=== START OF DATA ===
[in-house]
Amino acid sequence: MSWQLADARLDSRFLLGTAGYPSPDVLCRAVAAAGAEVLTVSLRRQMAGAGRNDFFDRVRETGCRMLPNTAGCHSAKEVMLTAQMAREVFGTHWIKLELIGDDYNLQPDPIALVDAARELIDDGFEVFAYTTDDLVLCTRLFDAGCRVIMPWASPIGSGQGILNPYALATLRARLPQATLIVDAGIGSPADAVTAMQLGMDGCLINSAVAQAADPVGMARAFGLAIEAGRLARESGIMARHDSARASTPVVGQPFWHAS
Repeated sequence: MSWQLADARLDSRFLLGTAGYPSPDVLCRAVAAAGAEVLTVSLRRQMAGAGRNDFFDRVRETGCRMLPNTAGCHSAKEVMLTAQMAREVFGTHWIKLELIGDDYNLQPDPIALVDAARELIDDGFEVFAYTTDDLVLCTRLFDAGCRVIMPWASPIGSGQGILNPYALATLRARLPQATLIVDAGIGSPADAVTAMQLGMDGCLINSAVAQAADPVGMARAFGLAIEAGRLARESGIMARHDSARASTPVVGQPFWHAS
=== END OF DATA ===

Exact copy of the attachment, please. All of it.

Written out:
[in-house]
Amino acid sequence: MSWQLADARLDSRFLLGTAGYPSPDVLCRAVAAAGAEVLTVSLRRQMAGAGRNDFFDRVRETGCRMLPNTAGCHSAKEVMLTAQMAREVFGTHWIKLELIGDDYNLQPDPIALVDAARELIDDGFEVFAYTTDDLVLCTRLFDAGCRVIMPWASPIGSGQGILNPYALATLRARLPQATLIVDAGIGSPADAVTAMQLGMDGCLINSAVAQAADPVGMARAFGLAIEAGRLARESGIMARHDSARASTPVVGQPFWHAS
Repeated sequence: MSWQLADARLDSRFLLGTAGYPSPDVLCRAVAAAGAEVLTVSLRRQMAGAGRNDFFDRVRETGCRMLPNTAGCHSAKEVMLTAQMAREVFGTHWIKLELIGDDYNLQPDPIALVDAARELIDDGFEVFAYTTDDLVLCTRLFDAGCRVIMPWASPIGSGQGILNPYALATLRARLPQATLIVDAGIGSPADAVTAMQLGMDGCLINSAVAQAADPVGMARAFGLAIEAGRLARESGIMARHDSARASTPVVGQPFWHAS